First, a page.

Can we use this great “web of interconnectedness” better?  Absolutely.  We just have to TRY…and the first step in trying is becoming more

online pharmacy no prescription

aware of what we spread around.

Popularity: 8% [?]

13 Responses to “10 Reasons Why DIGG Users Should “Digg” More Consciously”

  1. T.Pettinger says:

    It does seem negative articles do better on digg than positive ones. It’s one reason why I prefer stumbleupon at moment.

  2. ZHereford says:

    Todd, I couldn’t agree with you more!

    Thanks for writing such a much needed article.

  3. SootheSayer says:

    yes! yes! yes! New to blogging, I’ve been investigating the sites and have wondered just what I’ve drifted into! There’s a lot of drivel and negativity to sort out from the good stuff, taking time and energy.

    Never have we had such an opportunity to generate positive thought. We can live to see transformation. (Many of us joined this movement in the 60′s; we’re not done yet and we still have time to see the fruit of our actions.)

    I for one am going to follow your guidelines to ‘boycott’ negative energy via the choices I make. The way to make an ideal come true is to live it.
    Thanks for your In-Sights!

  4. fixedgear says:

    Todd: I enjoy your blog, and while I agree with you in principle I think you’ll find that this campaign will only lead to disapointment. Good luck in getting people to stop looking at car wrecks, fires or boobs.

  5. Todd says:

    Thanks Gini and Z– I am glad we are on the same page!

  6. I completely agree with you there, but I think it’s an uphill battle. People thrive on negativity, they seem to enjoy it (unless it happens to them, of course!). So kudos to you for initiating / suggesting this awesome change.


  7. Digidave says:

    check out http://newstrust.net – it’s Digg except you don’t vote based on how “diggable” something is – you rank a story based on its journalistic integrity.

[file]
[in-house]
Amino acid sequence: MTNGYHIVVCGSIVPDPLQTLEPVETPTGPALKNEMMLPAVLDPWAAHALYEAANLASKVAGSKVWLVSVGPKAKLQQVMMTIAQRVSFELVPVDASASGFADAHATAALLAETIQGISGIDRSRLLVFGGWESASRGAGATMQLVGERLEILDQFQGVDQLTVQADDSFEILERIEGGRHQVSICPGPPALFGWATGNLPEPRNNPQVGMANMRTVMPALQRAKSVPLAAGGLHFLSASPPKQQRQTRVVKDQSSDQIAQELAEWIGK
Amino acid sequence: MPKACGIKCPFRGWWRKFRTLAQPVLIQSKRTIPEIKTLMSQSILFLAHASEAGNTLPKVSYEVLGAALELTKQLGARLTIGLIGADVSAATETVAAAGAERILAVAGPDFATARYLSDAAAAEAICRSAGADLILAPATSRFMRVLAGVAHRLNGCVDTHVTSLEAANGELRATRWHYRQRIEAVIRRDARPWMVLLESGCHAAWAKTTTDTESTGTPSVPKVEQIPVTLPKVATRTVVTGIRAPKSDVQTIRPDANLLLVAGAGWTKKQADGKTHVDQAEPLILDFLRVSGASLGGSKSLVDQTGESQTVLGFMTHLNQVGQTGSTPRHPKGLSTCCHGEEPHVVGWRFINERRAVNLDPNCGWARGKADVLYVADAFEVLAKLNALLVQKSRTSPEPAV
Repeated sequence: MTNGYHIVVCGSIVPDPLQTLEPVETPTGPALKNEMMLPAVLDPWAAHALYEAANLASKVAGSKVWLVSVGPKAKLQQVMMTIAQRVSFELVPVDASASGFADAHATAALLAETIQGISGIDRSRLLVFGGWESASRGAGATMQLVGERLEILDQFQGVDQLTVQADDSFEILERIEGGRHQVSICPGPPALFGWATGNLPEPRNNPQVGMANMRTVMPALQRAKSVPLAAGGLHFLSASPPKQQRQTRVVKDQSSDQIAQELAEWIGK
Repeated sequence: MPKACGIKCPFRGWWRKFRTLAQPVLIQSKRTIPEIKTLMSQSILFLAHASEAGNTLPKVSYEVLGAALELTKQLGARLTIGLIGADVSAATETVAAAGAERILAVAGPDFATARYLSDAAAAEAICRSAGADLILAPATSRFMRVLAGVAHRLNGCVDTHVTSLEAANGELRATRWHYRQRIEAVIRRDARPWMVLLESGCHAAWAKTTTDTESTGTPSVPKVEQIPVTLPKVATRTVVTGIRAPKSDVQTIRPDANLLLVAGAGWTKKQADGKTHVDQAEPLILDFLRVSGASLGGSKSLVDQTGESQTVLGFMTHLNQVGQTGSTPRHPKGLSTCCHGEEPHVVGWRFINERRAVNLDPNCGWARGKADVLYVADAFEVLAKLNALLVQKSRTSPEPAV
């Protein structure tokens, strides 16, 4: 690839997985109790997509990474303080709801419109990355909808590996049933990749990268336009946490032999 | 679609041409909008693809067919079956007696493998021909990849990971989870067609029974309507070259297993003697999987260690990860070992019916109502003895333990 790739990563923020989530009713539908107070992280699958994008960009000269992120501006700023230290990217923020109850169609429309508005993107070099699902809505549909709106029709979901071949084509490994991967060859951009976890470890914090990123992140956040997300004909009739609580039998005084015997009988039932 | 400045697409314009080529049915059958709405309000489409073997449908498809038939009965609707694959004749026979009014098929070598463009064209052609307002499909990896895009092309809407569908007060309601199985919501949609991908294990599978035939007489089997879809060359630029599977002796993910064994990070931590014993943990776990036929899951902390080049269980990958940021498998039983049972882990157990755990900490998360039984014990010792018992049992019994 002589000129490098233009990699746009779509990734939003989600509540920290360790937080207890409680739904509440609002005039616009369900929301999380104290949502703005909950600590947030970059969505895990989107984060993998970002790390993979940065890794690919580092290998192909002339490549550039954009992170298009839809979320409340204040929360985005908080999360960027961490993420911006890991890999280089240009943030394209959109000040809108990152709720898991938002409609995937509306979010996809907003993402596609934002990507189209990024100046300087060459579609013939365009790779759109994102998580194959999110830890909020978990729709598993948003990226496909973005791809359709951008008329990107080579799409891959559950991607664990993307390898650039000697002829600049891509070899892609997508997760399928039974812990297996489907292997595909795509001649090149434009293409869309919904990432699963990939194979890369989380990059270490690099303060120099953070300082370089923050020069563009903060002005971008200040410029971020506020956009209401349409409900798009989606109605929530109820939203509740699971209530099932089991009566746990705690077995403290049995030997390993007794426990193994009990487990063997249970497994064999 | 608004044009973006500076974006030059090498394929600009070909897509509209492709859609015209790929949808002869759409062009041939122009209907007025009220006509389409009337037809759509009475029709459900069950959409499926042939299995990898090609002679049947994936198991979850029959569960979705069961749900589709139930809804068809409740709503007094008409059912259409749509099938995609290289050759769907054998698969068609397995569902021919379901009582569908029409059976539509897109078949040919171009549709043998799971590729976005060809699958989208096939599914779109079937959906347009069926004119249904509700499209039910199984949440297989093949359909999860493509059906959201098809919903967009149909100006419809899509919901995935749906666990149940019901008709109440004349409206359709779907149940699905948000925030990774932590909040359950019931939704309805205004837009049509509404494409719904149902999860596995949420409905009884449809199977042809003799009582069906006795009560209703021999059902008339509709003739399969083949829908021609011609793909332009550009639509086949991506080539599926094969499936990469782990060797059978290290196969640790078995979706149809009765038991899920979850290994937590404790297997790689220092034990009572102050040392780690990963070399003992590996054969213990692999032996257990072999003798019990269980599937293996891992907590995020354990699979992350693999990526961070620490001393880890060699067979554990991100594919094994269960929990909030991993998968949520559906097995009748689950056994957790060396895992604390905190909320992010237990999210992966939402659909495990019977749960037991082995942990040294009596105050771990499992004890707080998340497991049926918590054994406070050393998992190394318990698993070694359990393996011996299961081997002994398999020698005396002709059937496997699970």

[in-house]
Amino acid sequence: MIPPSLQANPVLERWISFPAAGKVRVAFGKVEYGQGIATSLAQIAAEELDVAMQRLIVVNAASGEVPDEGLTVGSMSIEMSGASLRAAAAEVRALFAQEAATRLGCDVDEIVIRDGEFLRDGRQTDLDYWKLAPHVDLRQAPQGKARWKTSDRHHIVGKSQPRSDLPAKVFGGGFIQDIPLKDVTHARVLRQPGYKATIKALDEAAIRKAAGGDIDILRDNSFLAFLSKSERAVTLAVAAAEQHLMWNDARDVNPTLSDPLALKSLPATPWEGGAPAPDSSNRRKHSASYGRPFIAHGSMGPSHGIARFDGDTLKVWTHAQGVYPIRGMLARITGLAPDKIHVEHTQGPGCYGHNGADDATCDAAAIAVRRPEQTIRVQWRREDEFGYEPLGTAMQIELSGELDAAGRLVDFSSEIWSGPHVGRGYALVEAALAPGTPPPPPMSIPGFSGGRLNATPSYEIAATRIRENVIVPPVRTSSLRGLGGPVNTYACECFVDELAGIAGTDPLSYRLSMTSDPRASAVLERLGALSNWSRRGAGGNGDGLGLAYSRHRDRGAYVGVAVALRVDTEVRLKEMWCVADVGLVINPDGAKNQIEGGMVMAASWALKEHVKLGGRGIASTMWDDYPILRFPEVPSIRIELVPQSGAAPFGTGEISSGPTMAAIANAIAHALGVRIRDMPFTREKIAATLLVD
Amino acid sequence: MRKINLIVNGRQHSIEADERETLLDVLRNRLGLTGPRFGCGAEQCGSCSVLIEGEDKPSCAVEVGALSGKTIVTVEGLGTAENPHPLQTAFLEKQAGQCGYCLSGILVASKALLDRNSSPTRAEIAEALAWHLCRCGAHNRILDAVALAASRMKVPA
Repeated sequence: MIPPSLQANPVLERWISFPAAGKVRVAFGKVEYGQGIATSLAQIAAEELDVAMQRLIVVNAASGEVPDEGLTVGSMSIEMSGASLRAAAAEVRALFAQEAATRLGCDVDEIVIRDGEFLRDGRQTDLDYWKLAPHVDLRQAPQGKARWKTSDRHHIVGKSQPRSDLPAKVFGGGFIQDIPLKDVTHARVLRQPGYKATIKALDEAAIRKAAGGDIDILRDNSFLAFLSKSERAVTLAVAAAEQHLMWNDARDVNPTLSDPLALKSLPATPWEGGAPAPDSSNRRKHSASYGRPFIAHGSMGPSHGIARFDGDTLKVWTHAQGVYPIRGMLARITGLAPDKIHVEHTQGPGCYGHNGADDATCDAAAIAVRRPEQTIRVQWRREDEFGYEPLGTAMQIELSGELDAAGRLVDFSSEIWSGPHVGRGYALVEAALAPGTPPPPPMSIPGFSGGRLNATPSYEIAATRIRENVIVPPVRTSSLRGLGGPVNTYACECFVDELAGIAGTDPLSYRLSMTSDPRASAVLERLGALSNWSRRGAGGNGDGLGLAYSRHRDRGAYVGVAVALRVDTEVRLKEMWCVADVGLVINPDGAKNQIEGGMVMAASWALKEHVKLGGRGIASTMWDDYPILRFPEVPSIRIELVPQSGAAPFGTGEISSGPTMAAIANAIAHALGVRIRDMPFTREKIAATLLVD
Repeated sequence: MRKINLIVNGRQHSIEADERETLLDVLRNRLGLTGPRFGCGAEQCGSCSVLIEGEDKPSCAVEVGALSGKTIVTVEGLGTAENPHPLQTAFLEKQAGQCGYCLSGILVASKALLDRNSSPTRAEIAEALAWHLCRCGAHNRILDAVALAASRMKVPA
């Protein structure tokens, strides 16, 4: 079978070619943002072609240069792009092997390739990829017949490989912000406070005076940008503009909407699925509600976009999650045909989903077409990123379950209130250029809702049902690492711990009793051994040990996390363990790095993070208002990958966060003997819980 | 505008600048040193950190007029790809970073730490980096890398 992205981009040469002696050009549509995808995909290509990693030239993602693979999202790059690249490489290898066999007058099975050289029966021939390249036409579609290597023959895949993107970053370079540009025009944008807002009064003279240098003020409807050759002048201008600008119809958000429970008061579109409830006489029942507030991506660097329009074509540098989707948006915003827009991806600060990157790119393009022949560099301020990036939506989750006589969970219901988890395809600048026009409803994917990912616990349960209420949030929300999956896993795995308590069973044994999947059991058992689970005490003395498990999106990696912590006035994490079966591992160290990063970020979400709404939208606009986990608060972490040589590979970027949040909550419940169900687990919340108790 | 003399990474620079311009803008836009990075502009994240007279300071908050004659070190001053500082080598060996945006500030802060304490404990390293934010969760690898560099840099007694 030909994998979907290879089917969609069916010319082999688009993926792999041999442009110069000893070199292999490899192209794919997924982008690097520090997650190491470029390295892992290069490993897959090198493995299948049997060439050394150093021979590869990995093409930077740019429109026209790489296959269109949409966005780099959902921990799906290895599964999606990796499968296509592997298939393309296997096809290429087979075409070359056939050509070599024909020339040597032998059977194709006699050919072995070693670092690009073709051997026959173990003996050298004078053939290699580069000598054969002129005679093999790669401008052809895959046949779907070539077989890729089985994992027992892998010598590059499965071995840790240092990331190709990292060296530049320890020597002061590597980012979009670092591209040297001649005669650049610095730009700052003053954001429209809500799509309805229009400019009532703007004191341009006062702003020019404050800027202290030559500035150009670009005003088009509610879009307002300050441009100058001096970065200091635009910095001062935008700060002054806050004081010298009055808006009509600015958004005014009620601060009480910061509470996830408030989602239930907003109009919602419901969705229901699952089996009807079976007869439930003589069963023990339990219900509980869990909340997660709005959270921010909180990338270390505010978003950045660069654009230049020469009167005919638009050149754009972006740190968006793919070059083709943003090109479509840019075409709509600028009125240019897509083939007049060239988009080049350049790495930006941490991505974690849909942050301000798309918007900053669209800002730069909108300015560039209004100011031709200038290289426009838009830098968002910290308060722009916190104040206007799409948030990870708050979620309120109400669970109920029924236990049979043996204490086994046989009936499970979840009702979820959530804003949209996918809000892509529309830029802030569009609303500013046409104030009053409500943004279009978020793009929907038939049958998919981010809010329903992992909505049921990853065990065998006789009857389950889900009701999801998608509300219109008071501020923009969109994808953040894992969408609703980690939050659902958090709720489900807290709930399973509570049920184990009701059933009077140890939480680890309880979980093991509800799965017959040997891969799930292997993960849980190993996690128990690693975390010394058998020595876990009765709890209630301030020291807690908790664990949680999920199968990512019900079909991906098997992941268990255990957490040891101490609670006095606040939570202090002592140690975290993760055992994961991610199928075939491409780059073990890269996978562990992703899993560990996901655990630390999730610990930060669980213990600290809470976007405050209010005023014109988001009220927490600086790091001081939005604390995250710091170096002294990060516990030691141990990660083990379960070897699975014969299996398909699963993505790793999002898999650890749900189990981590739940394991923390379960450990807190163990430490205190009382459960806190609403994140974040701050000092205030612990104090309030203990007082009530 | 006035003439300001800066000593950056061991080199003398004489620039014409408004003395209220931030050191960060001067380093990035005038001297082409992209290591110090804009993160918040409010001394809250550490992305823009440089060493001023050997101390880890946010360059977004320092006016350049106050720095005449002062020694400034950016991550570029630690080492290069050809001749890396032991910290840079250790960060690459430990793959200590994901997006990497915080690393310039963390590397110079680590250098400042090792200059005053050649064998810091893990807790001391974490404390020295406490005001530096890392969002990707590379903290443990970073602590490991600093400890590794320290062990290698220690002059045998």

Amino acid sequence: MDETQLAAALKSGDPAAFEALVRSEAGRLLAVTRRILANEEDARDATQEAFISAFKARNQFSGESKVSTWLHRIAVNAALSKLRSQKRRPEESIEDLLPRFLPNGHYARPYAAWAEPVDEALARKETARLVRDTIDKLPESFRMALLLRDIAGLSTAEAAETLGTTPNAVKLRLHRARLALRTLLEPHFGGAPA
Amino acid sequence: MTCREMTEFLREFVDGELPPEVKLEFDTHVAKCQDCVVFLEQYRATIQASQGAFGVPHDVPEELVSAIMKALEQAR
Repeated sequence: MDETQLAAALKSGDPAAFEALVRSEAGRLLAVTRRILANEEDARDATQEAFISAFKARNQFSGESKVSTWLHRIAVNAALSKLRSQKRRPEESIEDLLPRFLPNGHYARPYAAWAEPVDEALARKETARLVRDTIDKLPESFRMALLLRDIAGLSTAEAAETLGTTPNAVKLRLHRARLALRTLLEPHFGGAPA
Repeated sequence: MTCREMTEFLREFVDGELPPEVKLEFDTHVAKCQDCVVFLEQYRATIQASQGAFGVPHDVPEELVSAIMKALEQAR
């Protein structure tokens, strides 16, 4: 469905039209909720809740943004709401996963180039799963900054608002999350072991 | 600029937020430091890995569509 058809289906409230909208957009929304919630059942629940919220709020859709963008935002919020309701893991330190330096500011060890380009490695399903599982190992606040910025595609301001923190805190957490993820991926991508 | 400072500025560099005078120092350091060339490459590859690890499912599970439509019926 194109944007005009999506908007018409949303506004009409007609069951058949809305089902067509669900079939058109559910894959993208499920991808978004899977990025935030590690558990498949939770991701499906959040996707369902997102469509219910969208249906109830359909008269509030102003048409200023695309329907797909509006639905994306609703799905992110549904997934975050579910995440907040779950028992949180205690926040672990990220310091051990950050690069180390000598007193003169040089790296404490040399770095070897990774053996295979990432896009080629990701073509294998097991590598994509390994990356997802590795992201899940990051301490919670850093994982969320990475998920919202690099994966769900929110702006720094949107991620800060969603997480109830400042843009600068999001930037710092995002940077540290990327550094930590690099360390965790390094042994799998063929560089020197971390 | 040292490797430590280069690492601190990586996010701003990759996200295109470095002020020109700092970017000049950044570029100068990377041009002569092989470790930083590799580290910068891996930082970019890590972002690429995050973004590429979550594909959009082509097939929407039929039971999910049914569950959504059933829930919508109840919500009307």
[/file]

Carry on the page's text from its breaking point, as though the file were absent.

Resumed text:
I love Digg – but in the end I’ve realized it is a game. A fun game, but a game nontheless.

    NewsTrust isn’t a game – it’s about finding good content. (note: This is a plug, yes, I work for NewsTrust – but its a nonprofit – this isn’t about competing with Digg, it’s about media literacy).

  8. Yep,yep, I hear you. The popular posts I read says a little something about our society and that’s scary. I, too, often see the internet being used as a gratuitous diversion as opposed to something useful. Just remember the starfish story. If your content reaches one person, it’s worth it. That said, I will make sure to follow through on some of your wonderful suggestions. Keep shining your light, Todd!

  9. fatlester says:

    The remaining Digg users should upgrade to Mixx (Mixx.com) soon before Digg’s rotting carcass starts to really smell bad.

  10. Dee Huff says:

    Todd, I agree with you entirely. There is a way (I’m sure you know, but I’ll tell you anyway) to check out rumours and scaremongering. It’s at http://www.snopes.com/snopes.asp. I actually wrote an article about it (http://www.webupon.com/E-mail/How-to-Check-Out-Warning-Emails.63894). I do like what I see of your website, and will work my way through the articles. By the way, what’s the starfish story?

  11. Alex says:

    Socially driven content site like Digg do seem to descend towards being dominated by a lowest common denominator, at least without an explicit high moral goal like wikipedia.

    For news, I recommend http://tiinker.com – it learns what you find interesting and selects articles for you from news sources and blogs around the world. You don’t need to fit into a tight social group for it to be good.

  12. Todd says:

    Alex– it certainly is an uphill battle! But isnt it one worth fighting?

    Terri– Thanks for the nice comment…it means a lot and glad the article could shed some light!

  13. Brad Baggett says:

    A little late on commenting on this one, but it is a great article that really explains many of the problems with the conventional news agencies and outfits. It is really a shame that our society is so focused on negativity. I guess that is why we are here to CHANGE things!!!



Leave a Reply